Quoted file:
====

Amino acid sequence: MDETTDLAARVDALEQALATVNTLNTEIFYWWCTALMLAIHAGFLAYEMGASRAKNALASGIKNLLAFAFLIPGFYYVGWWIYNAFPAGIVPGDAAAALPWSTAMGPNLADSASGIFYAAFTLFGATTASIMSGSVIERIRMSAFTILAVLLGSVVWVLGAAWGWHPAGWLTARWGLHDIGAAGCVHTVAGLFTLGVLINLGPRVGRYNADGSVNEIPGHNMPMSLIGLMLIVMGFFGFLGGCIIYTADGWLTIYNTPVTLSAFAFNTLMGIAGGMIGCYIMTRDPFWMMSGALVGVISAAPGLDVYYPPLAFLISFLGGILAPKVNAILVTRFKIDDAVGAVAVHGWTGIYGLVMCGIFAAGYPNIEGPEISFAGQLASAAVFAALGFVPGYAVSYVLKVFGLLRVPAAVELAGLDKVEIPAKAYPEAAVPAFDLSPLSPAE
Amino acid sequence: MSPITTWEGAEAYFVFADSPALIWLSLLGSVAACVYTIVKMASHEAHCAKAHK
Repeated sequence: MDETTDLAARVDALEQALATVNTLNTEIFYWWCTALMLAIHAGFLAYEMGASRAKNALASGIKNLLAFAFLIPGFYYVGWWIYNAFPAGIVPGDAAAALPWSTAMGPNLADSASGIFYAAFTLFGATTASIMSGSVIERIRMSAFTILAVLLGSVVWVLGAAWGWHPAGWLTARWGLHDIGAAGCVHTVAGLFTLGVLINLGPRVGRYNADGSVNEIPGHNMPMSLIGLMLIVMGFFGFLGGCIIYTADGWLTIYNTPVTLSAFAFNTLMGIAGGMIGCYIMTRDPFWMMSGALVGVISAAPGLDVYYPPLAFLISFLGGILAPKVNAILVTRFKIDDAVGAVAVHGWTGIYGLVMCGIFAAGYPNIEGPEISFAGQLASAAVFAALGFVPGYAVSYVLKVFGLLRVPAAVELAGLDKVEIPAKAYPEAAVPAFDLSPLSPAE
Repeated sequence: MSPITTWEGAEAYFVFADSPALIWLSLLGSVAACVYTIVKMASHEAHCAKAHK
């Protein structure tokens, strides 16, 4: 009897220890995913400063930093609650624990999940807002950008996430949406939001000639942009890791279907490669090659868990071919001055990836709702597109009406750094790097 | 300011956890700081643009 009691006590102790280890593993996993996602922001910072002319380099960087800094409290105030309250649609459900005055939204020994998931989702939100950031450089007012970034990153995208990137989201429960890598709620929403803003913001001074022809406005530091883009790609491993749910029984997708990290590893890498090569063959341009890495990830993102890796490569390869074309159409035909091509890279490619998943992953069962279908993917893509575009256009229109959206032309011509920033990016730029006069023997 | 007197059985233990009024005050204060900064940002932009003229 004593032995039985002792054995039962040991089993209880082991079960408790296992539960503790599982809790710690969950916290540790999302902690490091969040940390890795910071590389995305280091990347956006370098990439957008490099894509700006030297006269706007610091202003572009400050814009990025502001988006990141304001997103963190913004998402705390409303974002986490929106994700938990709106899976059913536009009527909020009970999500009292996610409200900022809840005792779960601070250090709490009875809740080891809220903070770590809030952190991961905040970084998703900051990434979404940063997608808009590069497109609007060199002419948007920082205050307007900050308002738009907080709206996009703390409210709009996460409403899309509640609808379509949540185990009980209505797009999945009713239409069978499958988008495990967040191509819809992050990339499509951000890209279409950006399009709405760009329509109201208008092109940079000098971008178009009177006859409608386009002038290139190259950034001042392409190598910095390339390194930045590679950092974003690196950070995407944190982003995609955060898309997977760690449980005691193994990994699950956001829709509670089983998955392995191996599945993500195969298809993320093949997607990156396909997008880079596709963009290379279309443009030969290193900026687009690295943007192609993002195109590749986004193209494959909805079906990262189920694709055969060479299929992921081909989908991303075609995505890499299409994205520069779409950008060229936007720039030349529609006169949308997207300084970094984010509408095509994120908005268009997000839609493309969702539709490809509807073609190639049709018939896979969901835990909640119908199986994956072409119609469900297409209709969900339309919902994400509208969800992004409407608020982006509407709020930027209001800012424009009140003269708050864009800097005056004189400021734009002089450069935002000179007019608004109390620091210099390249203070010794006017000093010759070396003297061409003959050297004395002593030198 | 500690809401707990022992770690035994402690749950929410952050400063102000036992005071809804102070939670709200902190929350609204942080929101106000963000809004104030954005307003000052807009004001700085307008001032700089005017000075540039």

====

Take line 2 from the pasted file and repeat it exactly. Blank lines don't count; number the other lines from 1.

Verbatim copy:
Amino acid sequence: MSPITTWEGAEAYFVFADSPALIWLSLLGSVAACVYTIVKMASHEAHCAKAHK